To say that the University of Michigan’s administration and the Graduate Employees’ Organization (GEO) have not been on the same page recently would be a gross understatement. With the GEO strike ending Wednesday night after two weeks, the chasm between the two sides seems to be growing.
Now, the Big Ten’s decision to play football is driving the two sides even farther apart, with the University announcing that it will begin to conduct rapid testing on student athletes. Meanwhile, the University continued to neglect many of the demands the GEO has made regarding testing procedures for undergraduate and graduate students.
The lack of transparency from the administration and the contradictions with regards to testing have struck the wrong chord with members of the GEO.
“Yesterday (University president Mark Schlissel) said there is no capacity for widespread testing of students and staff,” Elizabeth Sokol — one of the Stewards to the German department — said. “And then he comes out and says student-athletes, coaches, trainers will get tested daily.”
Sokol affirmed afterward she has no problem with the testing of athletes regularly. Rather, her issue lies with the inequity of testing.
“(Resident advisors) are in contact with people every day who may or may not have COVID,” Sokol said. “There have been dining hall workers who have said that the lack of testing is so bad, that some of them have had to take it upon themselves to do their own testing. So I think that we should at least get the R.A.s and the dining workers at the very least this rapid testing, and of course those teaching in person.”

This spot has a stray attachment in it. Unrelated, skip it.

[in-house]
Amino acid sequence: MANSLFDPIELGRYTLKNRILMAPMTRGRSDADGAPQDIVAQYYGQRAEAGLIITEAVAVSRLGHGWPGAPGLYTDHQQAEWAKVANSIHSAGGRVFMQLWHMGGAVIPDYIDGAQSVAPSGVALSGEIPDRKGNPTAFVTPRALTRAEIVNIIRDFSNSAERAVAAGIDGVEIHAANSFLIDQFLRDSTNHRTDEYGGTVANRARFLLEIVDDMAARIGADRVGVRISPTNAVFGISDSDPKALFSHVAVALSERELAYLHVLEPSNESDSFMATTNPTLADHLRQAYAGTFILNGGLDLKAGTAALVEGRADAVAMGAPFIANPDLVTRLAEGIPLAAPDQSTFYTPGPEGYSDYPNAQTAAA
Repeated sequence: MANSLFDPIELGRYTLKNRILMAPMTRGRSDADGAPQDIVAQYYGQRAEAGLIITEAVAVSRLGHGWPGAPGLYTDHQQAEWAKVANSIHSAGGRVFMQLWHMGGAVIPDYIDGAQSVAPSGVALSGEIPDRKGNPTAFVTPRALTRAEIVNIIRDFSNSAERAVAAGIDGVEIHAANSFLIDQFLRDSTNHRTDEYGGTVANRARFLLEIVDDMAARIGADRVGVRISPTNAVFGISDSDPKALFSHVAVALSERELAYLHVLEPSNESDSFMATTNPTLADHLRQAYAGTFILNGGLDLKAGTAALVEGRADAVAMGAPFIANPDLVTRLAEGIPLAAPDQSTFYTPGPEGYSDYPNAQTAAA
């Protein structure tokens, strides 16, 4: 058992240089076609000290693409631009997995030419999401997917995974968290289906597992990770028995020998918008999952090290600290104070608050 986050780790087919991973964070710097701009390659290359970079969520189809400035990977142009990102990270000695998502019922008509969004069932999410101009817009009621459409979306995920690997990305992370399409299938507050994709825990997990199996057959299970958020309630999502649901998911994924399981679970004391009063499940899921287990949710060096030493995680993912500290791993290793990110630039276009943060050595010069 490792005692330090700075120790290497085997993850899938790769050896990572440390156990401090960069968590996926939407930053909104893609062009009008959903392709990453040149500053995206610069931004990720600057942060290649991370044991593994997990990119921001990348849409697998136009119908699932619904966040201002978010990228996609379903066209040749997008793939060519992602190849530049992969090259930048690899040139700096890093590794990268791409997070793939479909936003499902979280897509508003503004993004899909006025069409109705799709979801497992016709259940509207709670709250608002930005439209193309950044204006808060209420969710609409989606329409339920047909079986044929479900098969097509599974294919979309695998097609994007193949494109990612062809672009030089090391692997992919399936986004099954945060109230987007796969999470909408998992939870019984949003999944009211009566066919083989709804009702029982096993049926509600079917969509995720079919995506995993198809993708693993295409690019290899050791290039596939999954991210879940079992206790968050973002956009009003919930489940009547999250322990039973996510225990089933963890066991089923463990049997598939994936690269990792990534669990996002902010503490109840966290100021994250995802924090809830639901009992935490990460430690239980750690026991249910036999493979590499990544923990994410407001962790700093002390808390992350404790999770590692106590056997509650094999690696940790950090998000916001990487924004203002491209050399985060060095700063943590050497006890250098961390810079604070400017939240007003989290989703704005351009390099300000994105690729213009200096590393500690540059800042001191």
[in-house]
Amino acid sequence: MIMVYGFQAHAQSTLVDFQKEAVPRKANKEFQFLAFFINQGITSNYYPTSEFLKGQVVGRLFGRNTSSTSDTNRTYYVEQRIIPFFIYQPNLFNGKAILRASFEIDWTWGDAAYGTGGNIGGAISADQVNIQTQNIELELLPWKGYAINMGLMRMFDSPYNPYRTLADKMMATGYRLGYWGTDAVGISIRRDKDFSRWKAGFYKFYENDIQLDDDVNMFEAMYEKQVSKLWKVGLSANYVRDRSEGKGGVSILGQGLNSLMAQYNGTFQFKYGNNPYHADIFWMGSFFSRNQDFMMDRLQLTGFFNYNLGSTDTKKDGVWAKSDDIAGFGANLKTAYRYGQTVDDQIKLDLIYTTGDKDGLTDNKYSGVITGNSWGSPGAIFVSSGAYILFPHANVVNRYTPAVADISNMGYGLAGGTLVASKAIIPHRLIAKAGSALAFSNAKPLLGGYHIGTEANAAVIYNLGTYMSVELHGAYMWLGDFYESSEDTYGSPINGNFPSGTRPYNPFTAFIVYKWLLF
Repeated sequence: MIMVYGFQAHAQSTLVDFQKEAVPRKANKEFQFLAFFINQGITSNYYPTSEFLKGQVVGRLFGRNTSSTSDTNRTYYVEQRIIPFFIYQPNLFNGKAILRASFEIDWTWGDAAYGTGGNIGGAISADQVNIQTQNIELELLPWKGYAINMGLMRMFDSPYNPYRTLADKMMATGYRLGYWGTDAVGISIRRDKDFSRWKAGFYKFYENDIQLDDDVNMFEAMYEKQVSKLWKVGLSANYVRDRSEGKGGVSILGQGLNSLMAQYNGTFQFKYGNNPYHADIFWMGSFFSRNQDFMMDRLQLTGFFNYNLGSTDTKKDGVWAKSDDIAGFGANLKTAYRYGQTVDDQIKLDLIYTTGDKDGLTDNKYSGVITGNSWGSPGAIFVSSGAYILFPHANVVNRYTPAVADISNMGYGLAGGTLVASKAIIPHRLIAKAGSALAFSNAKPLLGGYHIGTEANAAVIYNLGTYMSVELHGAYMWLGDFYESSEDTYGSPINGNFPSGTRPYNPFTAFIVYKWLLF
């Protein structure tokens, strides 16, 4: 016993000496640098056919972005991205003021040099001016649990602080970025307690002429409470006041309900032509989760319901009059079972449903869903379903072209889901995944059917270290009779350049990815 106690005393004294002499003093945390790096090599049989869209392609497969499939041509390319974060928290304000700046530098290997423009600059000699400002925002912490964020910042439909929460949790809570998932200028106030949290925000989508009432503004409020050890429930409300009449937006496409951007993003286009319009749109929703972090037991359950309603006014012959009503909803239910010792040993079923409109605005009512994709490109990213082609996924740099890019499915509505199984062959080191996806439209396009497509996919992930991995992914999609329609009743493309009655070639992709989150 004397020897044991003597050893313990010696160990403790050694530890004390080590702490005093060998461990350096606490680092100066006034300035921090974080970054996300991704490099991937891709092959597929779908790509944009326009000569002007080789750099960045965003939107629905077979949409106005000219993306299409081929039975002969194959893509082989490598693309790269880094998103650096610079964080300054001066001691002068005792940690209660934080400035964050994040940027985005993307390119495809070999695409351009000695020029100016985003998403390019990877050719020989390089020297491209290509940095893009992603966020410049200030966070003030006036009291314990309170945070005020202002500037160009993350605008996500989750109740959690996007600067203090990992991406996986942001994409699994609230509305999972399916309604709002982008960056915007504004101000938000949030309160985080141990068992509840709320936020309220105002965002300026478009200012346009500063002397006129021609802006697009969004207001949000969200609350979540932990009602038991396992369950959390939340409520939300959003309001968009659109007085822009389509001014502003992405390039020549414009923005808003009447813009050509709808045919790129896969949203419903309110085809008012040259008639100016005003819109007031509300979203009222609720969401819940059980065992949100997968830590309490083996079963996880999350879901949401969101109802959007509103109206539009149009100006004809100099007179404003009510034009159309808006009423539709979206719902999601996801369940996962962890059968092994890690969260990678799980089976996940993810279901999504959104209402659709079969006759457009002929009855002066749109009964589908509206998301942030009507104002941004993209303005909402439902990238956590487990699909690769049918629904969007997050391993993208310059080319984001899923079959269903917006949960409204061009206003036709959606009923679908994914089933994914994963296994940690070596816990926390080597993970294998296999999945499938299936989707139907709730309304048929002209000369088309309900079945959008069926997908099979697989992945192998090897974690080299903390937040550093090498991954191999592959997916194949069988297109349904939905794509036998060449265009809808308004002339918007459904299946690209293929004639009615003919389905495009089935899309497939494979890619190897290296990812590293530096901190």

Sokol isn’t the only one concerned about the message the University is sending. Hanna Maier, an infectious disease research postdoc at the University of Michigan’s School of Public Health voiced her concerns as well.
“Testing is already a problem on campus,” Maier said. “And testing the athletes daily highlights that we can do it if we want, and it’s problematic that we’re not doing it in other places on campus.”
For reference, according to the University’s own public COVID-19 dashboard, there were a total of 2,236 tests carried out in the week beginning on September 6. But, with the daily testing promised by the University for athletes — and well over 100 players on the football team — they will be administering close to 1,000 tests per week on just the football players alone.
The sentiment voiced by Maier mirrors that of many members of GEO and those at the University: A general lack of trust in the administration and its ability to make the decisions that are in the best interest of everyone on campus.
An overriding point raised by both Sokol and Maier is their belief that the University values one thing above everything else — and it’s not public health.
“The football team is bringing in the money from TV contracts,” Sokol said. “So that’s what the University cares about. They don’t care about the R.A.s or the dining workers who aren’t making them money. It’s just about money at the end of the day.”
This story has been updated since publication to reflect the end of the GEO strike.